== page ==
By Prashant Kumar, University of Surrey for The Conversation
Cooking can pollute the air inside your house to such an extent that breathing in your kitchen may be as safe as breathing by a busy roadside. A poor supply of oxygen can prevent gas or solid fuels burning properly, which produces harmful pollutants such as fine particulate matter and nitrogen oxides which can irritate lungs, increase the risk of asthma, lung cancer and heart disease such as stroke.
The extent of pollution depends on the types of fuel used. In the developed world, the most common fuel is gas and electricity. In developing countries, people depend on more polluting options such as coal, charcoal, wood and cow dung. Children, the elderly, pregnant women and those with existing health conditions are the most vulnerable to the resulting pollution.
About one in eight cases of childhood asthma in the US has been linked to gas cooking stoves. President Biden’s Inflation Reduction Act will offer households up to US$1,340 to switch from a gas to an electric induction stove.
With colleagues, we measured fine particulate matter concentration in 60 different types of kitchens across 12 cities in Asia, the Middle East, Africa and South America. About 33% of homes used natural gas for cooking, followed by liquid petroleum gas (LPG, 27%), electric stoves (17%), charcoal (14%), kerosene (8%) and ethanol (1%). Interestingly, in-kitchen exposure to this pollution was only 30% lower when using natural gas compared with one of the most polluting fuels, charcoal.
Policies to replace gas stoves are slow and difficult to implement. If you have one in your home, there are things you can do now to reduce your exposure. Here are our top seven.
1. Fry less
Frying emits more particulate pollution than other methods and can contribute more than half of the total emissions during cooking. Boil and steam food where possible.
2. Shorten cooking sessions
Choose recipes and meals that take less time to cook to reduce overall in-kitchen pollution. Vegetarian meals are usually simple, fast and healthy to cook.
3. Monitor kitchen air quality
Exposure to indoor carbon dioxide (CO₂) levels exceeding 1,000 parts per million (ppm) can cause headaches and drowsiness, while airborne fine particle concentrations over 15 μgm³ can harm your health. Monitor levels of these pollutants in your kitchen and take steps to improve ventilation when safe levels are exceeded.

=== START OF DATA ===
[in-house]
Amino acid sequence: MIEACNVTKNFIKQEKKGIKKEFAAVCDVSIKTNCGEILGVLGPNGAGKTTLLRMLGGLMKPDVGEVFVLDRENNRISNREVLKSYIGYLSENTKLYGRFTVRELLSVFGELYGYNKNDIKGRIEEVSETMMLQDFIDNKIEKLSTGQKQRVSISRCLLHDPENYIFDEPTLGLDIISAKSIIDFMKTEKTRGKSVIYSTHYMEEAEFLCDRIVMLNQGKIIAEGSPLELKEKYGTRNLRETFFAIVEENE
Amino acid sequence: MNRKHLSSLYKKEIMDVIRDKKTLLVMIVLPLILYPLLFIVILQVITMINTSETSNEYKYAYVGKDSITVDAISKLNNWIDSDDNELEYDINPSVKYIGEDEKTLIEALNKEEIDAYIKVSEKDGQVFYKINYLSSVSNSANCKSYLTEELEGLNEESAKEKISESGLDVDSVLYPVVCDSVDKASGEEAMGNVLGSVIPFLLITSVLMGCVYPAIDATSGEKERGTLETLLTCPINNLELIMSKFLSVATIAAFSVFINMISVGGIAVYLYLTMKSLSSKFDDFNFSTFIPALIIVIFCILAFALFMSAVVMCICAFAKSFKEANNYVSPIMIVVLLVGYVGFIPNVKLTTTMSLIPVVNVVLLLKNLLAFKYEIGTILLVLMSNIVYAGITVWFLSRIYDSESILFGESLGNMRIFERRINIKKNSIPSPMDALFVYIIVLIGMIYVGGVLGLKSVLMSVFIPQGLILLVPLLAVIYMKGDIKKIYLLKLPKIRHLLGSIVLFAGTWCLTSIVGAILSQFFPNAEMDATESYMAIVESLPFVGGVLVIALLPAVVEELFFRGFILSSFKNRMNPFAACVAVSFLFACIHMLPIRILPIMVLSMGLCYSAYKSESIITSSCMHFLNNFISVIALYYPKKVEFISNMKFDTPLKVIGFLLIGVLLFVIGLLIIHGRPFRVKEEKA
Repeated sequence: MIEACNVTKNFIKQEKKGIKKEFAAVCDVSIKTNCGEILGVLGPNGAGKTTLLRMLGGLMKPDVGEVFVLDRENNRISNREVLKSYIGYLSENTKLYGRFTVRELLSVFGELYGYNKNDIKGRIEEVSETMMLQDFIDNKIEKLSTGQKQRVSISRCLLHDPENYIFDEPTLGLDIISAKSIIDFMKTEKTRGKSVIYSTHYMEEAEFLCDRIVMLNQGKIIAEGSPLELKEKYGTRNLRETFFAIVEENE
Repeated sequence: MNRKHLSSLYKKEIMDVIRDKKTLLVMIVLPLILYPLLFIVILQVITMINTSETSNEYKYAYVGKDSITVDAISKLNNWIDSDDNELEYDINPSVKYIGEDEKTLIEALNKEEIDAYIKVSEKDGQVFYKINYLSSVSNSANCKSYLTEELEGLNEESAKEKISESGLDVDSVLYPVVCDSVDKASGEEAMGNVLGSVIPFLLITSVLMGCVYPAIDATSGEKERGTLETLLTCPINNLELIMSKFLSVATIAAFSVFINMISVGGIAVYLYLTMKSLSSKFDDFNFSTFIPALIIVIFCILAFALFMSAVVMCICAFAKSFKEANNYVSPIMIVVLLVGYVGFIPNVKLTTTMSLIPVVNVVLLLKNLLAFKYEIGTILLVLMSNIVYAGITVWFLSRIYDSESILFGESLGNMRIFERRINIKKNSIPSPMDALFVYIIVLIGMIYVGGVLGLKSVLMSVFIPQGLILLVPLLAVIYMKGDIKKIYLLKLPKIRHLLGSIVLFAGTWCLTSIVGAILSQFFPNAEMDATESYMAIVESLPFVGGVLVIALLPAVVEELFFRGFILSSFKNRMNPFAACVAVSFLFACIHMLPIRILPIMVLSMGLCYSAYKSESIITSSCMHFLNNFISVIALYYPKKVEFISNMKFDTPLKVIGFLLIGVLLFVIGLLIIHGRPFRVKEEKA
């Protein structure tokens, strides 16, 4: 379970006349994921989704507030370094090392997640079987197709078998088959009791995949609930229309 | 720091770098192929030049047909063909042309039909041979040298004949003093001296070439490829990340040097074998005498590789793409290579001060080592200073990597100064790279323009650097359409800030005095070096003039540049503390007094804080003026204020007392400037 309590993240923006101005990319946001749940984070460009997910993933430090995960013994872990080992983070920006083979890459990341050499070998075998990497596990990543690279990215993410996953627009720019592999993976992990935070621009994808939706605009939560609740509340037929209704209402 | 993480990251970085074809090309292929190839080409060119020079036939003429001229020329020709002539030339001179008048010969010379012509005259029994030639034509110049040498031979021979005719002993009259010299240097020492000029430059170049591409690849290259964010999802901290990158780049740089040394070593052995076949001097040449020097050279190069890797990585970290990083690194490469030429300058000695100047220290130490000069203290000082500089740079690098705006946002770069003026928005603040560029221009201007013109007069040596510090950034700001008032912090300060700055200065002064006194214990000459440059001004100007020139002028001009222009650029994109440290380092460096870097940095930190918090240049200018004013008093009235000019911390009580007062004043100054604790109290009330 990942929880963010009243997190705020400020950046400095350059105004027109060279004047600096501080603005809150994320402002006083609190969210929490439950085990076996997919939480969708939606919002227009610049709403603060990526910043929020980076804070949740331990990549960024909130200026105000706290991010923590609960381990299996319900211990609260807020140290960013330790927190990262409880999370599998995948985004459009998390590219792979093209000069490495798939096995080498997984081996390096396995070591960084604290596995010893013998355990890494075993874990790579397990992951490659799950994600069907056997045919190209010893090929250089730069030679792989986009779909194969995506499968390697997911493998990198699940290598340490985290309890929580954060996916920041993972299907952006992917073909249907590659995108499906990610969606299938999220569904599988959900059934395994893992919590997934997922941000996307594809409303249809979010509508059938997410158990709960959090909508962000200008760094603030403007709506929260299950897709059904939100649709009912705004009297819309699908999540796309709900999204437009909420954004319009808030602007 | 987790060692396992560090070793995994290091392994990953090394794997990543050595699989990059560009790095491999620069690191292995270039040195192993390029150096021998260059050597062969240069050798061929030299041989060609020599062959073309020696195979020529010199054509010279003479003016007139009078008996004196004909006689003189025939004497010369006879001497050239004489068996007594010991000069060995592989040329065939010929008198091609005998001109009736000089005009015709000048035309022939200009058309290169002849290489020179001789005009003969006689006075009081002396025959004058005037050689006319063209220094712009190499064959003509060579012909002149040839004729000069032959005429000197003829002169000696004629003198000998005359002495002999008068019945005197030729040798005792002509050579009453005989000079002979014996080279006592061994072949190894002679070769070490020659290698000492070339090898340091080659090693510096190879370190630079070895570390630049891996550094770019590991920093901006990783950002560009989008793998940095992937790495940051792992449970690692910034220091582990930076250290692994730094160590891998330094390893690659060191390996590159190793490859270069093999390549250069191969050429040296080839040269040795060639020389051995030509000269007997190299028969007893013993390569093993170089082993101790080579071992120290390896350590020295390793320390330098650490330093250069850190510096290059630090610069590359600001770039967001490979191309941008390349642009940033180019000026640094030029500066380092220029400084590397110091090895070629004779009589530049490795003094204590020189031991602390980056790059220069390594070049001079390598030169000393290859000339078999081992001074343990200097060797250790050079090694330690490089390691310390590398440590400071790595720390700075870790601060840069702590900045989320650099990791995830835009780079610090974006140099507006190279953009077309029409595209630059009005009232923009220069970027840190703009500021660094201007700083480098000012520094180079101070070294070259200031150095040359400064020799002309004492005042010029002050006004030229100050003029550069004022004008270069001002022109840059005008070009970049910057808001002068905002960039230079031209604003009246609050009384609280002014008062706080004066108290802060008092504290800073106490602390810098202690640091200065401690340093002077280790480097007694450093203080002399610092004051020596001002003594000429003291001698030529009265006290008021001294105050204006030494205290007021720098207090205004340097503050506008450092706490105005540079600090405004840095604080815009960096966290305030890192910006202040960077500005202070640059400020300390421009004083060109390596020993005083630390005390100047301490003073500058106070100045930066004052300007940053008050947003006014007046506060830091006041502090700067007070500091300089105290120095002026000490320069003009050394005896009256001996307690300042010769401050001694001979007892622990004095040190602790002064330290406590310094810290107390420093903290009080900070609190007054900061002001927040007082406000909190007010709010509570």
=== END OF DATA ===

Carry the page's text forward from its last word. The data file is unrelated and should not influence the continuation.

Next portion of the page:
4. Increase ventilation
Turning on an extraction fan during cooking can reduce your average exposure to airborne fine particles and reduce in-kitchen humidity by up to 40%. Opening kitchen windows and doors during cooking can reduce CO₂ levels by up to 54% more than opening doors alone. Mechanical ventilation using an extraction fan coupled with open doors and windows can reduce your in-kitchen exposure by a factor of two compared with natural ventilation alone.
5. Use cleaner fuels
Using natural gas instead of charcoal can reduce your average fine particle exposure during cooking by 1.3 times – and 3.1 for LPG. Kitchens using a combination of LPG and electric cookers reduced in-kitchen CO₂ levels by more than a third compared with those using kerosene.
6. Stay out of the kitchen
Congregating in the kitchen while someone is cooking exposes more people to emissions unnecessarily. It also increases the CO₂ levels, which can be over 7% higher with two or more occupants compared with one.
7. Reduce fuel stacking
Relying on multiple fuel types in the kitchen, like a combination of an electric oven and a gas stove, is referred to as fuel stacking and it can prevent people adopting clean cooking practices. People can be encouraged to switch to cleaner cooking fuels and stoves if the relevant fuels and compatible cookstoves and devices are made accessible and affordable.
Switching from gas to electric cooking is an obvious choice to reduce in-kitchen exposure to air pollutants and also limit the emissions of greenhouse gases. Policies, infrastructure and public information campaigns are needed to hasten this switch.
Each year 3.2 million people die prematurely from illnesses associated with household air pollution, largely in the developing world where people lack access to gas for cooking. These areas, mostly rural, are also unlikely to have secure supplies of electricity. Alternative options, such as solar-powered stoves, are much more accessible and affordable, and making such options more widely available could help more people get rid of polluting kitchen equipment.
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Prashant Kumar, Professor & Chair in Air Quality and Health; Founding Director, Global Centre for Clean Air Research (GCARE), Co-Director, Institute for Sustainability, University of Surrey, University of Surrey
This article is republished from The Conversation under a Creative Commons license. Read the original article.